This is a comment by Roger on the post “Lost and Found Life (A.K.A.: Moving is Hell)“.
“I recently buried my mom—my dad having preceeded her in death by 10 years. We had gone through the process of culling much of their stuff as she moved into an assisted living facility, but there were still some things to sort through when she died. Mom was very much NOT a pack rat, so most of what she had left was very functional stuff.
“There were 3 exceptions. First, she had piles and piles of very old photos and scrap books. Talk about an archaeological dig. My siblings and cousins and I had a great time looking through all of that stuff the night of mom’s funeral. It was really, really rich stuff. Second, Mom had some luggage that we were going to give to one of the grandchildren, but before we did, we cleaned out the pockets. In one pocket was an enveloped with a note and something wrapped inside the note. The note was a piece of stationary from a hotel in Manhatten. It was dated 3/8/51—my parent’s wedding day. Wrapped inside the note was a rosary and the note read: ‘My mom gave me this for safe travel on our honeymoon, and every time we travel thereafter.’ Mom had carried that note and the rosary with her all these years.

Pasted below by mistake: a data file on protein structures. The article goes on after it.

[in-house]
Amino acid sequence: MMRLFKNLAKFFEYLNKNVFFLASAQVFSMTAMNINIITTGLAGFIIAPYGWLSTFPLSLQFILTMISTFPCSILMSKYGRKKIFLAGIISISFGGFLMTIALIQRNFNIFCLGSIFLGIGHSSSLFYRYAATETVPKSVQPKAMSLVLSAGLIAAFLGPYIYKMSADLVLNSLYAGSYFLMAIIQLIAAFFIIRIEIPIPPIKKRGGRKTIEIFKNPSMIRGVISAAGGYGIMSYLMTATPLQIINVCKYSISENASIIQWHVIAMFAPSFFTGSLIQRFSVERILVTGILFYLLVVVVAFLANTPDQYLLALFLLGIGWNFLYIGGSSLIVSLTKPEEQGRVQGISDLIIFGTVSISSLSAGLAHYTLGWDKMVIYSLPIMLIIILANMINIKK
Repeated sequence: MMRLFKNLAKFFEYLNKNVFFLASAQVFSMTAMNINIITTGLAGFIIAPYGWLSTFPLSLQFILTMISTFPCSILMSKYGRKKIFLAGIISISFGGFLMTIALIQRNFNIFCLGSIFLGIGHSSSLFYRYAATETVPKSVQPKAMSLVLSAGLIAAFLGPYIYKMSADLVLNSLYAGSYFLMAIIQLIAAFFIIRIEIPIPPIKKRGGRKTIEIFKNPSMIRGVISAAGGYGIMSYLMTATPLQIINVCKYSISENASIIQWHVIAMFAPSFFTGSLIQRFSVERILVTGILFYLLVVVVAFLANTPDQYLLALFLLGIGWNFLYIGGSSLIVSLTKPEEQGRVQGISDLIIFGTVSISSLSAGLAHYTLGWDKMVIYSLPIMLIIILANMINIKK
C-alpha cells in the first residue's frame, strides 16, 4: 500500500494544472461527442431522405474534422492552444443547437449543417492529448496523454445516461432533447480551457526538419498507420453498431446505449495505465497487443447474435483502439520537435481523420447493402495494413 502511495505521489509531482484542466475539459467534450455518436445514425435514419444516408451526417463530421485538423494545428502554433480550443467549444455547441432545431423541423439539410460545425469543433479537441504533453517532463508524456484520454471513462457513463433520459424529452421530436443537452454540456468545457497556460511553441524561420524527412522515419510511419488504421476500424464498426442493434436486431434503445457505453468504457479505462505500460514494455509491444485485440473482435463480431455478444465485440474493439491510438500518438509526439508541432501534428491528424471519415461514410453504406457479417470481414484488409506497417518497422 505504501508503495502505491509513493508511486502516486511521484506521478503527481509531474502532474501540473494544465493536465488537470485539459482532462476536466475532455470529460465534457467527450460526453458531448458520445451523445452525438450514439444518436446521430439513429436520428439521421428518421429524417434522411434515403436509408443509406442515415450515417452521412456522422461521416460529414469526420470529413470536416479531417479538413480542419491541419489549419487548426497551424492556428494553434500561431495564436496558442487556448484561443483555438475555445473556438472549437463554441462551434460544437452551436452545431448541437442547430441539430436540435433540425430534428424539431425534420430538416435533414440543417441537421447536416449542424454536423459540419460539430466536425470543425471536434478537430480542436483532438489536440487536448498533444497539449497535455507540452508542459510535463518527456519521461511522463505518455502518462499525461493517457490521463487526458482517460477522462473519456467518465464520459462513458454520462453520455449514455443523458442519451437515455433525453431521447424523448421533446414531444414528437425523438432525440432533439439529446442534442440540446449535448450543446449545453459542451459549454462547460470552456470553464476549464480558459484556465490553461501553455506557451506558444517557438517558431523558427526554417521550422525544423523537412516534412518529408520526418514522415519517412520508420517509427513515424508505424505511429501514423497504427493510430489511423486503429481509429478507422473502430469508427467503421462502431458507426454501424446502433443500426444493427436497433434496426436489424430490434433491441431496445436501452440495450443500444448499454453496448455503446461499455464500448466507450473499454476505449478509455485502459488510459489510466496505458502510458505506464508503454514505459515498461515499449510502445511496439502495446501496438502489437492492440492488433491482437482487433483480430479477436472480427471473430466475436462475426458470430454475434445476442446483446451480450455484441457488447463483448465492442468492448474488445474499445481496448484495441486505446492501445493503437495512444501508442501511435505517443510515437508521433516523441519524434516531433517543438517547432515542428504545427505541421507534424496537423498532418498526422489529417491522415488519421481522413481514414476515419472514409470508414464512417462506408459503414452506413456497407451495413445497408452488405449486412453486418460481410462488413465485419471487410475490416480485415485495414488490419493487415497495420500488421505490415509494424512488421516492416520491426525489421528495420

“Third, and most surprising—we found a tin, sealed with dried, brown, cracking tape, with a had written label taped to the top that read: ‘Wedding Cake 3/8/51′. My mom had held onto a piece of her wedding cake for 62 years! She was a very practical woman. We never knew her to be very sentimental, but at her death, we discovered just how sentimental she had been all along.
“A piece of her wedding cake—through all the moves that she had made with dad? Really? We didn’t know what to do with the cake. None of us was going to keep up with it. We couldn’t just throw it away. So, we buried it with mom. We’re pretty sure she would have wanted it that way.”
Photo credit: Flickr / stevebrownd50